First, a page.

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Opening Up The Bottleneck

By ·Categories: Technology·Published On: September 19th, 2007·1.3 min read·

Performance advancements in storage have been pretty stale over the years. Drives continue to increase in capacity, but not so much in speed.  Current HDDs can be seen as simply an evolution of drives from 20 years ago. With the introduction of solid state drives (SSDs) we are beginning to see a real advancement in the biggest bottleneck of modern PCs. 

SSDs are more energy efficient, reliable, dissipate less heat, and have virtually no seek time when compared to their mechanical counterparts (< 0.01 milliseconds for SSD vs ~8 milliseconds for HDD). With no moving parts, SSDs are able to withstand considerable shock and vibration, as well as being less prone to failure. From a performance stand point, my brief experience with these drives has exposed me to the quickest boot into Windows I have ever witnessed. Granted, read/write speeds of flash-based drives lag considerably behind your typical hard disk drives (33MB read/30MB write vs. 50MB read/60MB write).

In the day of DDR3 memory and multi-core processors, it is easy to overlook advancements in storage devices. But I believe that these drives have great potential. The sizes will continue to increase, the prices will begin to fall, read/write speeds will improve, and over the next few years traditional HDDs will begin to be phased out. In regards to getting one at this point in its life cycle, I have to quote one of the greatest American movies of my life time: “It is so choice. If you have the means, I highly recommend picking one up” (Ferris Bueller’s Day Off).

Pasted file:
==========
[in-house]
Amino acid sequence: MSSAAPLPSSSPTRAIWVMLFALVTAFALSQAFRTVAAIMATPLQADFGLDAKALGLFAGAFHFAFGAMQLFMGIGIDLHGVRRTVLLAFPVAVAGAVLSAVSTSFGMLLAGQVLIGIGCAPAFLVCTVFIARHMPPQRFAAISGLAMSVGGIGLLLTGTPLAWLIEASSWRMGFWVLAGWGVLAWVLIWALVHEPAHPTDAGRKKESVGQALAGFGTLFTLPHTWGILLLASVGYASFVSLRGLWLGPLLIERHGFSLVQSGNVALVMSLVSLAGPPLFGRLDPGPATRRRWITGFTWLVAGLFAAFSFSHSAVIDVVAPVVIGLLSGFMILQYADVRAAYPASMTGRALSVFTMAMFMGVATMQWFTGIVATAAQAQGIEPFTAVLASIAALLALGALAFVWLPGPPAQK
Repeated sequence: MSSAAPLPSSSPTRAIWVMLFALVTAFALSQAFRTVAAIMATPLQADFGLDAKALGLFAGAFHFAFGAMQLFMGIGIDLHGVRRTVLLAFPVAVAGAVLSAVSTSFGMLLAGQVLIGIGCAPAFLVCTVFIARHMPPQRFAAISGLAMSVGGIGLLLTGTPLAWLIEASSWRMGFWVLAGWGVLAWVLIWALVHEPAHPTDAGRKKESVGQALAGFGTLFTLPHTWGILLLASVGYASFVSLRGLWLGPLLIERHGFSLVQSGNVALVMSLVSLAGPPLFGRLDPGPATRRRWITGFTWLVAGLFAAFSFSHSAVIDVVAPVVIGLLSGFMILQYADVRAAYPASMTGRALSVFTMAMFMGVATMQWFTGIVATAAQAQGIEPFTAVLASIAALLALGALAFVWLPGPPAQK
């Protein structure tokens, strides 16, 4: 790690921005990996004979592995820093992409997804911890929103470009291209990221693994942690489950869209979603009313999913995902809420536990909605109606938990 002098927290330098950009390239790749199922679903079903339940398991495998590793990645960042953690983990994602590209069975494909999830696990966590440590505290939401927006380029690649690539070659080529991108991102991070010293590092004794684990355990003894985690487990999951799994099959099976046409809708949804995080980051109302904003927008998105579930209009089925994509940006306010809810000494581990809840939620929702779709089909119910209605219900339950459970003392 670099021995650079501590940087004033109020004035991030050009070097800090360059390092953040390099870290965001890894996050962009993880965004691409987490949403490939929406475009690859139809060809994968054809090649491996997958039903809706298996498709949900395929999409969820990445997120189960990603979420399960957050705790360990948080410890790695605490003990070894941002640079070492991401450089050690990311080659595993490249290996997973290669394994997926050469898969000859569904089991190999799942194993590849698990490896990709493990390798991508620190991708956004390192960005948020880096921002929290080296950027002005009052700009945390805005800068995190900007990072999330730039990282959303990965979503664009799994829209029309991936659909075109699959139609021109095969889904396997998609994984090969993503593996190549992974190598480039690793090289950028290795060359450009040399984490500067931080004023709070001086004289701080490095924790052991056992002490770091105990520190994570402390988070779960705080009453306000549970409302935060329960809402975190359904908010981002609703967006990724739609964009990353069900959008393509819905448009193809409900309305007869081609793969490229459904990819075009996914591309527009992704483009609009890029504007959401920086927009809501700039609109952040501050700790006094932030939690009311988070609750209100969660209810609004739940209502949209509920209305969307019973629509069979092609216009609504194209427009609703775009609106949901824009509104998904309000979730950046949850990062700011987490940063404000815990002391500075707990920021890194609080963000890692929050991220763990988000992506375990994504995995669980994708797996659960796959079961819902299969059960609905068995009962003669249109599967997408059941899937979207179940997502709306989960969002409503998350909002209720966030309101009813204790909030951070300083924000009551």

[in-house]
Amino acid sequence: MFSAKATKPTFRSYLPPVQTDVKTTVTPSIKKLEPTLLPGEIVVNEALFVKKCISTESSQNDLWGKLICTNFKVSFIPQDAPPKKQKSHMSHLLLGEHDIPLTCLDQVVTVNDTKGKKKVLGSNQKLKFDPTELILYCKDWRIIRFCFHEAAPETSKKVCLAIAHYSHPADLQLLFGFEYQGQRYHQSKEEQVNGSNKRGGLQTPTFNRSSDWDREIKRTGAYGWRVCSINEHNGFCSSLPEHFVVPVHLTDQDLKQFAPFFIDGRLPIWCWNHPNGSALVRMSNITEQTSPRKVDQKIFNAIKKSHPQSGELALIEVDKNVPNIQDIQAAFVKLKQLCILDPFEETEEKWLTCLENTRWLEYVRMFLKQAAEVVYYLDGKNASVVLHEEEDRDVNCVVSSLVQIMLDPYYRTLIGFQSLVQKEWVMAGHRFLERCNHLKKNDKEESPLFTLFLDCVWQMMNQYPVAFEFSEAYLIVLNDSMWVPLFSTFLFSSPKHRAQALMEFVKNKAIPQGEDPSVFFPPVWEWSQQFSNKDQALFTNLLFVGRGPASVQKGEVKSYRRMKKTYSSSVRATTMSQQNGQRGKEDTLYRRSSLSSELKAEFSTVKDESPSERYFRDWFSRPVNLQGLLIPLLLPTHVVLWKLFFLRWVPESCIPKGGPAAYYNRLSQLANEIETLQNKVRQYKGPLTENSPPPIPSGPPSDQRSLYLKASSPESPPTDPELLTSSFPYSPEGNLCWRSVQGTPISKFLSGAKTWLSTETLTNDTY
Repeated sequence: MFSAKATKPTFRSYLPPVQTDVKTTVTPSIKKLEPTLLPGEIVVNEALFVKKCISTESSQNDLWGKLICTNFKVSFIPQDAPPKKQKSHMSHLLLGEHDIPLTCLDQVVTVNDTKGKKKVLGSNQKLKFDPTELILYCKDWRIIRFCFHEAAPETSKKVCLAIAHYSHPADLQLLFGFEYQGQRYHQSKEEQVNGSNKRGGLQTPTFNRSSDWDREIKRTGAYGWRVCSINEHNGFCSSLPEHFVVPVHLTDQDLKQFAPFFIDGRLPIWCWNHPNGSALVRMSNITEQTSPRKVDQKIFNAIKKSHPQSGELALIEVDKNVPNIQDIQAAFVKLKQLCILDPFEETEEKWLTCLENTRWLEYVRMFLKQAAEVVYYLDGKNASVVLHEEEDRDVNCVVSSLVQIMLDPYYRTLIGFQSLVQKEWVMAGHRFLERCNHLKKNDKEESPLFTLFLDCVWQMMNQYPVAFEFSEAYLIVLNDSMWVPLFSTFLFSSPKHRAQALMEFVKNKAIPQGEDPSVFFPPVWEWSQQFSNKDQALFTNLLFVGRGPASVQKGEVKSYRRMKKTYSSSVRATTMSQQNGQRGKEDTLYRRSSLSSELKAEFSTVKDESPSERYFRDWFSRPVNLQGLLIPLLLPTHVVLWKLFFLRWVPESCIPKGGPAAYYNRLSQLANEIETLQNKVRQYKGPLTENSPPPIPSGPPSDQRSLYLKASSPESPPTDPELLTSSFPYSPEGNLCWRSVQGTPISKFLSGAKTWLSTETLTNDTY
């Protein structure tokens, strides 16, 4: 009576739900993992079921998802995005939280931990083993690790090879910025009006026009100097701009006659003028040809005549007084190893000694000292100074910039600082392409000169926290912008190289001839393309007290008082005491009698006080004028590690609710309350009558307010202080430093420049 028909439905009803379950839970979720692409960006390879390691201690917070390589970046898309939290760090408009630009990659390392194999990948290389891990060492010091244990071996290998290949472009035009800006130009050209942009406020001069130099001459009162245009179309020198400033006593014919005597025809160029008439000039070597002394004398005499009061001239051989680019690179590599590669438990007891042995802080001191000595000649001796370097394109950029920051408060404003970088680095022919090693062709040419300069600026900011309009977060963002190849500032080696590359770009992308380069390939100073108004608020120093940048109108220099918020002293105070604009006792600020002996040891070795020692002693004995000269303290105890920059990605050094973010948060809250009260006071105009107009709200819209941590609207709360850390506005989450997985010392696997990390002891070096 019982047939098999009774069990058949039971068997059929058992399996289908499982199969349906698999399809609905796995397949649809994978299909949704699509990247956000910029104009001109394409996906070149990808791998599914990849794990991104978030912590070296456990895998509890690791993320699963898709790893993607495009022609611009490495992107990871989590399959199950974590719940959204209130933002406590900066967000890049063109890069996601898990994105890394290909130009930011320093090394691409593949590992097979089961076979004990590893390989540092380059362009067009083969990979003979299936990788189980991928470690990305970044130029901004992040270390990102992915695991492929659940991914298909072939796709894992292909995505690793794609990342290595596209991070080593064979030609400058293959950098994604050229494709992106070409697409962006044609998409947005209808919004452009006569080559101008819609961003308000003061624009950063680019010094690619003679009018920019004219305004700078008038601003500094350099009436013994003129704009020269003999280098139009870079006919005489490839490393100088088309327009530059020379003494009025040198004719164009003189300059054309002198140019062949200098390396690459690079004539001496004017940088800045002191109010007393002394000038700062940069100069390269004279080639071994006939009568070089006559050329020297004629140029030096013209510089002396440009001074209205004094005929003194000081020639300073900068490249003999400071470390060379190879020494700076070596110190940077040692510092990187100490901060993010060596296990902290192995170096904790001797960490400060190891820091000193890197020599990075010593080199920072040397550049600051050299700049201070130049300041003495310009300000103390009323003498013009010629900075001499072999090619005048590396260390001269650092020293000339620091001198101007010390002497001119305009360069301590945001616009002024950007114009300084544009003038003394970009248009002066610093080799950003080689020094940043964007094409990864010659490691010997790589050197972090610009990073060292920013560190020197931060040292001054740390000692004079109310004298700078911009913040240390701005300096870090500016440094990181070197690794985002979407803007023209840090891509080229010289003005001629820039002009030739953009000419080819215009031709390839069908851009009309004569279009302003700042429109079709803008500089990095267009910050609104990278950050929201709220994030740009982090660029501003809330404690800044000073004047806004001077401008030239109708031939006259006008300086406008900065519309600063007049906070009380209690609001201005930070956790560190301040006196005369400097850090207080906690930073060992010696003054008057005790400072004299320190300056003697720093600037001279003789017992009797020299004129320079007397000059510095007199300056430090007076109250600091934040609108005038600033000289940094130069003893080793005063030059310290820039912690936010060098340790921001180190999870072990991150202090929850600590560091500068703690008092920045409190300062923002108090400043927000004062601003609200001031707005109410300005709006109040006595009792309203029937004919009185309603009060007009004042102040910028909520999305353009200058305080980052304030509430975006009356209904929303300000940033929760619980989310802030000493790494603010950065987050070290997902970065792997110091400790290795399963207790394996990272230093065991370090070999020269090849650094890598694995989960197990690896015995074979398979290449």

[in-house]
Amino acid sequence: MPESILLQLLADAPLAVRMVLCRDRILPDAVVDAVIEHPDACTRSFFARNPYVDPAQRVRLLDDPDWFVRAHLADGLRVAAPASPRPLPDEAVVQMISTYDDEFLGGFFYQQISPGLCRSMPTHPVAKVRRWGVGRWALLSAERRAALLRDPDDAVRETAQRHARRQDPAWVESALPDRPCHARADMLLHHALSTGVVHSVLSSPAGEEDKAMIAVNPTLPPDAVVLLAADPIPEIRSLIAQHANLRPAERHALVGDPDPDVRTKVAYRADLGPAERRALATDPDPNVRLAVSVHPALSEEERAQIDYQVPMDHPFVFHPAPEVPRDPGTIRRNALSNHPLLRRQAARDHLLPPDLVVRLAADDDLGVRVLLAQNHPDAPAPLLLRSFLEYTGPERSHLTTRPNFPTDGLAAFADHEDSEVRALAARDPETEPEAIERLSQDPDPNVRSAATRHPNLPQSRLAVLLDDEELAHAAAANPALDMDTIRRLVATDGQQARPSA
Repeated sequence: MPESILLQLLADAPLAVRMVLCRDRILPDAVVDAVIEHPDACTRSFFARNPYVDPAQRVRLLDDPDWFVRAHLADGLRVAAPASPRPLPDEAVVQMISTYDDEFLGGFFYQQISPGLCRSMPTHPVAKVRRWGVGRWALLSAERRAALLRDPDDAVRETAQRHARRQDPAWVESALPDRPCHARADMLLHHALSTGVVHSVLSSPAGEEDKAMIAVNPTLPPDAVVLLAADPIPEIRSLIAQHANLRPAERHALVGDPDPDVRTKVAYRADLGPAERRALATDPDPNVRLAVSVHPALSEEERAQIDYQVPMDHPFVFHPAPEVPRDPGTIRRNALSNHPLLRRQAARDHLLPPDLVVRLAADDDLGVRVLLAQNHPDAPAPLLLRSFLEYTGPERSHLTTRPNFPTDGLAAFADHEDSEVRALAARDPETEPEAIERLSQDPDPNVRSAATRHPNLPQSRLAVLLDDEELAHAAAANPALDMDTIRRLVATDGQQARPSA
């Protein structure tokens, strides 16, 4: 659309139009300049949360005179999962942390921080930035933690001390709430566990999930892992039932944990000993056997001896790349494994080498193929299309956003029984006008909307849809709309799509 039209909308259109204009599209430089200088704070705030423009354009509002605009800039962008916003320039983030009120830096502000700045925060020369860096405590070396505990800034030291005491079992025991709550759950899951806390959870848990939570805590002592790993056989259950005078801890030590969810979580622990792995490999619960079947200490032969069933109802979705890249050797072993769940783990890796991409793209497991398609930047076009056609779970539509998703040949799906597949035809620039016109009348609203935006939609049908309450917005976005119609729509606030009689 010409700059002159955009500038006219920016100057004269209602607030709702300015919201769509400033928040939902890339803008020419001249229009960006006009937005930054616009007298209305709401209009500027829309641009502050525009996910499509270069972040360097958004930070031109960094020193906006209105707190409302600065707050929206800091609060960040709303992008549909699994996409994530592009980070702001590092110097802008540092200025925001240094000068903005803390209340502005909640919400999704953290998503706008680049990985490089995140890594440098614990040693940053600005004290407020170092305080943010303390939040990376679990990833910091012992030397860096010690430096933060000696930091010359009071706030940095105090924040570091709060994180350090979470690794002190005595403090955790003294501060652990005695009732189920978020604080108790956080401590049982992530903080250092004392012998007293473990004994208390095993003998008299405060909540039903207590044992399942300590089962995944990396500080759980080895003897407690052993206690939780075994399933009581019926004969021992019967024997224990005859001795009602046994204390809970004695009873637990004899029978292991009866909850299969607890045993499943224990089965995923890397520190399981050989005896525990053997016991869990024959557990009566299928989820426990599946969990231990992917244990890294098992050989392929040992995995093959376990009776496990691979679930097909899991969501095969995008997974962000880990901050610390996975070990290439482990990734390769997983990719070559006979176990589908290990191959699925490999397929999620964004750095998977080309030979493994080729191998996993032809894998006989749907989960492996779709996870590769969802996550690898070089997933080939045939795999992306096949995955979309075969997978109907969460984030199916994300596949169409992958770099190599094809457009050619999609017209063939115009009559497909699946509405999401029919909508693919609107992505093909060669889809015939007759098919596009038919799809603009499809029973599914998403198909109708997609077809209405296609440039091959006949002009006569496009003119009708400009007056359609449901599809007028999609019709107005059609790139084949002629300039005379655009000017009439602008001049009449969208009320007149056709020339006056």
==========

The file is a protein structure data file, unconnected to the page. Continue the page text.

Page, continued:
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About the Author: James Floyd

James Floyd has been with the company since January 2007. He manages some of our top customer accounts with astute technical knowledge and a warm and friendly approach. He also has three adorable children: two boys and a little girl.
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2 Comments

  1. Chris October 11, 2009 at 12:17 pm

    This article is rather old, and other information on your site recommends using only SLC flash memory for OS installations. Considering improvements in Win7 with respect to SSDs (cf: http://blogs.msdn.com/e7/archive/2009/05/05/support-and-q-a-for-solid-state-drives-and.aspx) and availability of commercial grade SLC SSDs, does that change your advice with respect to use in consumer Win7 installations?

  2. tony f. October 15, 2009 at 11:44 am

    Hi Chris,

    Yes, this article is on the old side indeed. As a general rule for our project customers who require high reliability and longevity, we will still continue to urge them to use SLC-based SSDs. For private consumer use, I believe Win7 will make MLC a much more viable option. The real problem with MLC for consumers in the past was XP constantly writing to the page file. Assuming Win7 really does what Microsoft says it will, this issue should be nullified. We have begun to offer MLC-based SSDs in the last few months, and I expect that this will continue to expand as Win7 adoption increases and SSD prices continue to decrease. Personally, I’ll probably wait for Anand’s analysis before throwing an SSD in my own Win7 computer.

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